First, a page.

Credit 4

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The course studies a selected list of common medical and surgical diseases of food producing animals. For each disease, the etiology, epidemiology, clinical signs, common differential diagnoses are presented, and ancillary methods for diagnosis are listed. Medical and supportive treatment options and surgical intervention are discussed for each condition. A preventive approach and public health significance for each disease condition is also presented. Ample case studies and clinical examples are presented in a lecture format. Swine, sheep, goats, camelids and cattle (beef and dairy) are discussed.

Credit 4

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Meat inspection and certification procedures, wholesomeness of carcass, techniques for differentiation of meat of different species of animals, laboratory tests for evaluation of wholesome meat, examination of live and dead animals in forensic cases, necropsy techniques, safety measures to be observed while performing necropsy, disposal of carcasses suspected to be suffering from contagious and zoonotic diseases, visits to slaughter house / abattoir for examining, processing (meat by-products) and further processing (value addition) technologies

Credit 4

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Basic and clinical aspects of the more common poisonings that affect domestic animals/birds and wildlife will be considered. Emphasis will be given to intoxication resulting from drug interactions, pesticides (rodenticides, insecticides, herbicides), heavy metals (arsenic, copper, lead, iron, zinc etc.), poisonous plants, mycotoxins, gases, feed additives, poisonous and venomous animal toxins, household toxins, prescriptions/recreational/over the counter medications, selected industrial pollutants and forensic considerations.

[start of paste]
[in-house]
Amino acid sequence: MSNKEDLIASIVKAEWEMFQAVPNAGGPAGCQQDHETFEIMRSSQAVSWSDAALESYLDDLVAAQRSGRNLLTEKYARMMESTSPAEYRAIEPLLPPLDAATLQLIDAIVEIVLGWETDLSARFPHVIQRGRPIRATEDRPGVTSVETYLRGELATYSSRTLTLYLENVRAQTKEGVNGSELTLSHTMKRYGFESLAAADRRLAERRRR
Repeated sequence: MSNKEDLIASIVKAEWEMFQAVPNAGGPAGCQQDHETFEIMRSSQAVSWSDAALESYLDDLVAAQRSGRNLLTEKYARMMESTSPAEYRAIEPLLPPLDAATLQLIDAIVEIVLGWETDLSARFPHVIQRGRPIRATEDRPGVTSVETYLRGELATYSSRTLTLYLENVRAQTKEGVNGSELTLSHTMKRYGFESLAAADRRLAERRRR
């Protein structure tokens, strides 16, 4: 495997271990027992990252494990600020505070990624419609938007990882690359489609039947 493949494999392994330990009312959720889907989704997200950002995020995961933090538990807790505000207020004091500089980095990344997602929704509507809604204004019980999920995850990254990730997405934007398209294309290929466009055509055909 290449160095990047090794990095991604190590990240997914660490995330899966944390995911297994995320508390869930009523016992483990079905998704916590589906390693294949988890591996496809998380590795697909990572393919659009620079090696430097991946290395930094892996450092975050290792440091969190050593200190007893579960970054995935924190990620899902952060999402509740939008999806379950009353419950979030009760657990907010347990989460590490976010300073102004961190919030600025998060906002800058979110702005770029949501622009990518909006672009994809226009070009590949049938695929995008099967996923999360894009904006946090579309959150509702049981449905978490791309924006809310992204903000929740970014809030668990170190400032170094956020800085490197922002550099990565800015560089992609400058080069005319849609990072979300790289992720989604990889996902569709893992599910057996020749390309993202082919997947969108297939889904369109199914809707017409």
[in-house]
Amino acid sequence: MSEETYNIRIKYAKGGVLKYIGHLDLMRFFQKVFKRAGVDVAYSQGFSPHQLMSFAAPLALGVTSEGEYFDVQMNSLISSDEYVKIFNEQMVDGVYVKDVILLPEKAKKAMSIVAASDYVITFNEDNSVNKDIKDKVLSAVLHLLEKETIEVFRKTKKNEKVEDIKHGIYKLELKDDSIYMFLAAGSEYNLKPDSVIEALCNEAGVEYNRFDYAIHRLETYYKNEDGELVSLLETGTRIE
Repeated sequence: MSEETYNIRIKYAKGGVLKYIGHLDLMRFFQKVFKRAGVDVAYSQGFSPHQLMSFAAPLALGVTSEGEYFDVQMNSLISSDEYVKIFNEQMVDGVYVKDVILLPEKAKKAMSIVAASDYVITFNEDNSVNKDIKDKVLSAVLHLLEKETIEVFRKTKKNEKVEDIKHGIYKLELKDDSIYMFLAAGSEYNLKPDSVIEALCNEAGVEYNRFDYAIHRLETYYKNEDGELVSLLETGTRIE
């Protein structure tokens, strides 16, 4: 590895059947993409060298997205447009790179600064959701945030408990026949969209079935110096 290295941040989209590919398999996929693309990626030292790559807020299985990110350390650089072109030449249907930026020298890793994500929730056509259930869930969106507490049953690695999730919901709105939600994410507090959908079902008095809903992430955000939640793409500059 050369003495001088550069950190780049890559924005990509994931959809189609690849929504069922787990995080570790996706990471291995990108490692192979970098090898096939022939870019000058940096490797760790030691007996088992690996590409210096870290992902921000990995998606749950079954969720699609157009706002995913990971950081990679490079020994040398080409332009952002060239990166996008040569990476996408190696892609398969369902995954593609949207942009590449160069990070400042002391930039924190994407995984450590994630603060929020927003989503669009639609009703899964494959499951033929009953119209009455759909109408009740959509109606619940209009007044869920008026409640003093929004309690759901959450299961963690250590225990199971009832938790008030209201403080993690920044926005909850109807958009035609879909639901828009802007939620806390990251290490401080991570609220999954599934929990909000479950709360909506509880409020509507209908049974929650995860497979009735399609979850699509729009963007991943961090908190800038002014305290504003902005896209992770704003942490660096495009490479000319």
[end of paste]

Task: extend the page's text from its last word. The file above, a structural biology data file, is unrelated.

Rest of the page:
Credit 4

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Students are introduced to various research experiences ranging from involvement in an approved intramural and/or extramural research project on campus, working with SNU faculty, to working several weeks or months at another institution, program or field investigation. Special topics are selected based on their research credibility and planned outputs. The level of involvement varies with the project, length of commitment and the student’s desires. This impacts the number of credits assigned in advance for the special topics electives.

Credit 2

END TERM VII

Semester VIII - X

The clinical training program consists of 45 weeks of supervised and evaluated clinical curriculum at an affiliated school/college. Students must spend a minimum of 20 weeks in the “core” clinical curriculum. The clinical core subjects include a minimum of four weeks each in small animal medicine, small animal surgery and large animal medicine and surgery; and two weeks each in diagnostic laboratory, clinical anesthesiology, diagnostic imaging and diagnostic pathology. The remaining weeks of the clinical program are made up of elective rotations (clinical rotations) and externships approved by the affiliated schools.

CORE ROTATIONS (MINIMUM 20 WEEKS)

  1. Small Animal Medicine – Includes Preventive Health Maintenance/Community Practice (4 weeks)
  2. Small Animal Surgery – (4 weeks)
  3. Medical Services – Includes Anesthesiology (2 weeks) and Diagnostic Imaging (2 weeks)
  4. Diagnostic Services – Includes diagnostic Pathology (2 weeks), Diagnostic laboratory (2weeks)
  5. Large Animal Medicine and Surgery (4 weeks)

Veterinary medical profession contributes in diverse ways, from developing drugs and protecting the food supply to treating companion animals and investigating animal diseases in the wild.

National Research Council

DEFINITION OF TERMS:

Elective: is an evaluated rotation that is not required as part of SNU core program, or required by the affiliate to complete the DVM program. Many institutions define electives as non-core on-campus rotations or clerkships. Normally students will receive a grade (associated with a course number) after completion of an elective rotation.

Externship: is an off–campus supervised and evaluated learning experience. Normally students will not receive a grade after completion of an externship.